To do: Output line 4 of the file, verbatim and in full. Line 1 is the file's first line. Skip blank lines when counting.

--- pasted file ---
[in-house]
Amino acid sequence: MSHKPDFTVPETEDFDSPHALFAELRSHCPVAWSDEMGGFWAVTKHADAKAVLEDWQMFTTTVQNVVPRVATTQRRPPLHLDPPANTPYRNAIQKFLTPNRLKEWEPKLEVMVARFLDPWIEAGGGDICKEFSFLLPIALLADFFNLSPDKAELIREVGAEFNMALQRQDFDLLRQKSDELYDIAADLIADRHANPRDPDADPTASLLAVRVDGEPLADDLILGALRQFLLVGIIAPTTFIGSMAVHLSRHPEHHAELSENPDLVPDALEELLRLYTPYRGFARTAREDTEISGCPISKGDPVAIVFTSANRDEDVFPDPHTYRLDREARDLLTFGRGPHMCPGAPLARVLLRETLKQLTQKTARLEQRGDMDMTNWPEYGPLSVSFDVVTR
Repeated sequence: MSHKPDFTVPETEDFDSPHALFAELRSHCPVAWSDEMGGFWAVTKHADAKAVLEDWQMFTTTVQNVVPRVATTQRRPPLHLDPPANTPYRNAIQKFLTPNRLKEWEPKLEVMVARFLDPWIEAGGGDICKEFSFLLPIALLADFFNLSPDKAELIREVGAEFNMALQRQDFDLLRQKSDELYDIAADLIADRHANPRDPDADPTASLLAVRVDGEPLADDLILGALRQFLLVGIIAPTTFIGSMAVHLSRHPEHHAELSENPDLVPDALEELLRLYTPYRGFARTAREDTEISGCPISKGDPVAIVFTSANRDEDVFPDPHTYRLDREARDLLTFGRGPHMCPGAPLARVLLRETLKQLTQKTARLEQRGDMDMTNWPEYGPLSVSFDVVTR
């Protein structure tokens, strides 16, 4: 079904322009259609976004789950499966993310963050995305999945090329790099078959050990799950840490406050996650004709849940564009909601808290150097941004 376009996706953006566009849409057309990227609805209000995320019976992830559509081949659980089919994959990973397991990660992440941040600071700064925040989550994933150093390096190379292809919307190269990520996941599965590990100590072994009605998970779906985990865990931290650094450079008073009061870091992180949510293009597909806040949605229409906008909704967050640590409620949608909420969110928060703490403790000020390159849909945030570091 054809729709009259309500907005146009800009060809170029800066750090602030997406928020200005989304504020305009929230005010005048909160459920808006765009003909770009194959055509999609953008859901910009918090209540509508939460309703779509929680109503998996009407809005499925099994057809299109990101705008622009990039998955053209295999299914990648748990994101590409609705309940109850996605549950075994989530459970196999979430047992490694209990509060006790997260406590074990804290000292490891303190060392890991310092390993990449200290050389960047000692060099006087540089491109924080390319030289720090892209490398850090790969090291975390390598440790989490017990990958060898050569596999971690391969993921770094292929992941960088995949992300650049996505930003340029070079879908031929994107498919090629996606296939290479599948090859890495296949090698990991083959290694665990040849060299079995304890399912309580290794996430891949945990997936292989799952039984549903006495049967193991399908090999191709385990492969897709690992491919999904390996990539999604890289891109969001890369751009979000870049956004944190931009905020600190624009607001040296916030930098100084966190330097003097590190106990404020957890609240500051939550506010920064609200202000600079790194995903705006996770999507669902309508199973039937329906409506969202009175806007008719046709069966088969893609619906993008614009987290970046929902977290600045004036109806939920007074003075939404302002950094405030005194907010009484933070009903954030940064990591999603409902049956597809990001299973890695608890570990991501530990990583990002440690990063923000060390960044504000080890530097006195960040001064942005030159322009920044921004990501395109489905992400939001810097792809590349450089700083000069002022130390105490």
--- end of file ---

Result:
């Protein structure tokens, strides 16, 4: 079904322009259609976004789950499966993310963050995305999945090329790099078959050990799950840490406050996650004709849940564009909601808290150097941004 376009996706953006566009849409057309990227609805209000995320019976992830559509081949659980089919994959990973397991990660992440941040600071700064925040989550994933150093390096190379292809919307190269990520996941599965590990100590072994009605998970779906985990865990931290650094450079008073009061870091992180949510293009597909806040949605229409906008909704967050640590409620949608909420969110928060703490403790000020390159849909945030570091 054809729709009259309500907005146009800009060809170029800066750090602030997406928020200005989304504020305009929230005010005048909160459920808006765009003909770009194959055509999609953008859901910009918090209540509508939460309703779509929680109503998996009407809005499925099994057809299109990101705008622009990039998955053209295999299914990648748990994101590409609705309940109850996605549950075994989530459970196999979430047992490694209990509060006790997260406590074990804290000292490891303190060392890991310092390993990449200290050389960047000692060099006087540089491109924080390319030289720090892209490398850090790969090291975390390598440790989490017990990958060898050569596999971690391969993921770094292929992941960088995949992300650049996505930003340029070079879908031929994107498919090629996606296939290479599948090859890495296949090698990991083959290694665990040849060299079995304890399912309580290794996430891949945990997936292989799952039984549903006495049967193991399908090999191709385990492969897709690992491919999904390996990539999604890289891109969001890369751009979000870049956004944190931009905020600190624009607001040296916030930098100084966190330097003097590190106990404020957890609240500051939550506010920064609200202000600079790194995903705006996770999507669902309508199973039937329906409506969202009175806007008719046709069966088969893609619906993008614009987290970046929902977290600045004036109806939920007074003075939404302002950094405030005194907010009484933070009903954030940064990591999603409902049956597809990001299973890695608890570990991501530990990583990002440690990063923000060390960044504000080890530097006195960040001064942005030159322009920044921004990501395109489905992400939001810097792809590349450089700083000069002022130390105490």